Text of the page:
August 22, 2019

Cortez Masto Delivers Remarks at Regional Transportation Commission of Southern Nevada Clean Energy and Transportation Summit

Cortez Masto RTC Summit

“At a time when we’re staring down climate change—one of the biggest challenges humanity has ever faced—we can’t afford to sideline such rich, carbon-free resources.”

“We can ask people in our factories to be flexible and fast in responding to changing times—but only if we provide the kind of jobs that in turn let them build stable and successful lives.”

“We have terrific challenges in front of us, but we also have solutions that people barely dreamed of a century ago. And Nevada is to me ground zero for these dynamic new possibilities. That’s why I call it the Innovation State.”

Las Vegas, Nev. –  U.S. Senator Catherine Cortez Masto (D-Nev.) delivered remarks at the RTC of Southern Nevada’s Clean Energy and Transportation Summit. In her remarks, the Senator emphasized the need to pursue innovative policies that increase the use of renewable technologies, reduce emissions, improve transportation infrastructure, and secure good-paying jobs for Nevadans in energy and transportation. Below are her remarks as prepared for delivery:

Good morning, everyone! I’m so glad to welcome you to the RTC Clean Energy and Transportation Summit.

And I want to thank you, Tina, and your staff for all the work that you have put into making this summit a success.

Today presents a fantastic opportunity to talk about our 21st century vision for energy and transportation in Nevada and across the country.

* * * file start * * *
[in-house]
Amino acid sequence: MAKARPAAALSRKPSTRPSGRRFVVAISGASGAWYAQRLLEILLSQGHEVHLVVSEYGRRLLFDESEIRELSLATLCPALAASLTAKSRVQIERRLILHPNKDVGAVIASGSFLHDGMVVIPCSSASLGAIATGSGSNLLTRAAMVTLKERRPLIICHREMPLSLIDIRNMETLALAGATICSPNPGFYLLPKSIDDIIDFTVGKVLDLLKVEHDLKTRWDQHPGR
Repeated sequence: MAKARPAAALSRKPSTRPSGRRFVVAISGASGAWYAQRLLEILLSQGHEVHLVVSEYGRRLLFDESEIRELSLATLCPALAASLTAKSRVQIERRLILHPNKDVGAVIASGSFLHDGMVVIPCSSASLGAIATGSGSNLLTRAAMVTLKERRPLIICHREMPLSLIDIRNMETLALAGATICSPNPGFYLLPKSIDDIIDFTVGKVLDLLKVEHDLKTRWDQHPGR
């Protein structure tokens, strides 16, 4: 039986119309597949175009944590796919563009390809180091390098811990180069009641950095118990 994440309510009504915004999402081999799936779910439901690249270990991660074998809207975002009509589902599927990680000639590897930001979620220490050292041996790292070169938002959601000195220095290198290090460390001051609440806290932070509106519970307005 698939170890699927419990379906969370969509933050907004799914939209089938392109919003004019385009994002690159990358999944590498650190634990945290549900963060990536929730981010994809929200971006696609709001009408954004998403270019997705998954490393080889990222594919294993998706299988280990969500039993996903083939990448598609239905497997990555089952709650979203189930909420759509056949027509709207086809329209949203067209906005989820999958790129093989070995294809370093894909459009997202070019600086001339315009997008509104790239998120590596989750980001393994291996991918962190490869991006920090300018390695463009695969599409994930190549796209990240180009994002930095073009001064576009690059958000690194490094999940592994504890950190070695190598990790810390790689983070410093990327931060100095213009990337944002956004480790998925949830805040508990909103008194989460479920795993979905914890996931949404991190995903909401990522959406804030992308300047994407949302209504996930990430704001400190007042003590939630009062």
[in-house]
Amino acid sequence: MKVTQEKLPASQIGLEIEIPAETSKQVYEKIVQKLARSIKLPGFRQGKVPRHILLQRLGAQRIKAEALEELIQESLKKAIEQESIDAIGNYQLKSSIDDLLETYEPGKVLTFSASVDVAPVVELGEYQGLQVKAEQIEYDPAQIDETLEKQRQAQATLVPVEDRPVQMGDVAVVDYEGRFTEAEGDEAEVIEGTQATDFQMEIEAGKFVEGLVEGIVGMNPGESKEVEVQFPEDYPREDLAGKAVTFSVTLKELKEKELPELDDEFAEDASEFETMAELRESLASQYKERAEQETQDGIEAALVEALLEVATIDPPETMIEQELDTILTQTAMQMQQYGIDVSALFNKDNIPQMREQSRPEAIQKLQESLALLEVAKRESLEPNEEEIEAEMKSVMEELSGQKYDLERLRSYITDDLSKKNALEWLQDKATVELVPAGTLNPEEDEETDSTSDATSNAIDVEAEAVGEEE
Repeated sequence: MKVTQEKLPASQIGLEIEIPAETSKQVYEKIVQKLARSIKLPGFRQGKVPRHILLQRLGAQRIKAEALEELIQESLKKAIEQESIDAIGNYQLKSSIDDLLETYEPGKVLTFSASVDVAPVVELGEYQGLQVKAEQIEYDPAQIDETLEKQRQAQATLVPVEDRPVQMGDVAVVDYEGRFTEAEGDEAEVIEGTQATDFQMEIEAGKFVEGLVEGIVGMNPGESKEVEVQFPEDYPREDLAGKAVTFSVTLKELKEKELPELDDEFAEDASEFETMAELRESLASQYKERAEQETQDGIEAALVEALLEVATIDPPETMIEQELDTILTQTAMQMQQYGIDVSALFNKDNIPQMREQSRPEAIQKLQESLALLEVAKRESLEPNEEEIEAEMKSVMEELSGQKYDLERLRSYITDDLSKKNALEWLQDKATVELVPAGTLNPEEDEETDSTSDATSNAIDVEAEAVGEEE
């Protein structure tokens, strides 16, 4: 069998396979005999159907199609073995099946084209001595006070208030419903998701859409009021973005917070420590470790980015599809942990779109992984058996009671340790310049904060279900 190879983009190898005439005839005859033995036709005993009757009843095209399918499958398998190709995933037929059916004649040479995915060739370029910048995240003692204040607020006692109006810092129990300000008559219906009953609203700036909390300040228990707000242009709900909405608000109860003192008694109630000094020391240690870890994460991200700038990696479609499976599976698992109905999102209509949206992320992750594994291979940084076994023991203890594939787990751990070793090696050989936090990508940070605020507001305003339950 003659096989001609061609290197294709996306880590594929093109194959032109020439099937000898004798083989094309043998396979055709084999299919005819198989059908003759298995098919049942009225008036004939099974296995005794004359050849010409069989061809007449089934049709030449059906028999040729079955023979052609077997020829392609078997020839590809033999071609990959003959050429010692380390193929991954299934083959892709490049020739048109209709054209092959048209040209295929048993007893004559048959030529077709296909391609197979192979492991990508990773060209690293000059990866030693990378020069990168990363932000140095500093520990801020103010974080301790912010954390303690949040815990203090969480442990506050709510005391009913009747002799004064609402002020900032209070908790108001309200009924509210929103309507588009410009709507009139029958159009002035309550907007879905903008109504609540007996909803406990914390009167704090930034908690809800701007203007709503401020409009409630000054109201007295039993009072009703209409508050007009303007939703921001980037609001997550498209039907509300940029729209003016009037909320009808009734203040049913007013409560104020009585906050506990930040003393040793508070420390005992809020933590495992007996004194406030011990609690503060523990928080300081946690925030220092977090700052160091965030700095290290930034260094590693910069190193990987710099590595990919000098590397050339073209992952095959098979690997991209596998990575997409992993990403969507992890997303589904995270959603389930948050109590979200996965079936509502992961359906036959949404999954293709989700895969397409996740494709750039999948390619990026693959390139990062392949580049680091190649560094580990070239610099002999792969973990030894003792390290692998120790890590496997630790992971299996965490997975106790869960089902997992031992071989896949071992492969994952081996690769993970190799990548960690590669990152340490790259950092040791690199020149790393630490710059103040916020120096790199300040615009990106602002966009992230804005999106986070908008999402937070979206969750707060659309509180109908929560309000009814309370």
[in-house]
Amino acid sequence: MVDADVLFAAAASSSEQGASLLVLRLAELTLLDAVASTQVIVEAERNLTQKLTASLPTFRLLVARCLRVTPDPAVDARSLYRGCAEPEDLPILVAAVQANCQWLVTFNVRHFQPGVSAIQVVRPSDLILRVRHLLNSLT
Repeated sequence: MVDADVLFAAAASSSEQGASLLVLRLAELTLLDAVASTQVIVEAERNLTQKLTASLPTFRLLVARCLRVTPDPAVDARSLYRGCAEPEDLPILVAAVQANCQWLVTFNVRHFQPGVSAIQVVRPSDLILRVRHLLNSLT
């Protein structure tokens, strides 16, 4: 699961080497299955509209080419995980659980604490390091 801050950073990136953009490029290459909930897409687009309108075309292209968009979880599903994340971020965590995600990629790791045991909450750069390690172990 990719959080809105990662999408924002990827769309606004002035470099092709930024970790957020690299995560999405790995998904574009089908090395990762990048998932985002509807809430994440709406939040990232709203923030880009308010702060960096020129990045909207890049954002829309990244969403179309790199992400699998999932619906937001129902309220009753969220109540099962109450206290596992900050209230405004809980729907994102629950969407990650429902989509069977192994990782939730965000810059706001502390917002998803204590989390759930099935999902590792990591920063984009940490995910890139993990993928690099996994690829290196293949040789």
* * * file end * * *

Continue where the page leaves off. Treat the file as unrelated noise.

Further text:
You’re going to be hearing from so many key players in Nevada’s green transportation landscape, from Governor Sisolak, to Representative Horsford, to people from government, industry, organized labor, utilities, and nonprofits.

I’m enormously proud of Nevada’s record as an innovator in clean and renewable energy and in transportation.

Thanks to our legislature and governor, the Silver State is committed to relying on renewables for half of our energy by 2030 and to going fully carbon free by 2050.

That means we’ve got to keep working to build a much, much bigger pipeline to funnel clean energy to residents and businesses, as well as to the transportation industry in particular.

We’re increasingly relying on electric vehicles, mass transit, and SMART cities to help us reduce congestion, decrease air pollution, strengthen our economy, and create the jobs of the future.

And to do that, we’ve got to keep fostering a capable and agile workforce here in Nevada. One that is woven into the fabric of our communities, a workforce that can in turn rely on companies that invest in their communities and provide the peace of mind of a secure job for their workers.

This is an imposing challenge, and it’s going to require everyone here today to work together to come up with innovative plans and partnerships.

That’s why I’m so glad to be joining you as you discuss fresh approaches to solve our common problems.

And I’m going to keep fighting in Washington for the policies that will help Nevadans and communities across the country find those solutions. 

To expand that clean energy pipeline, I’ve been working hard in the Senate to secure tax credits for all kinds of renewables, from microturbines to fiber-optic solar to fuel cells.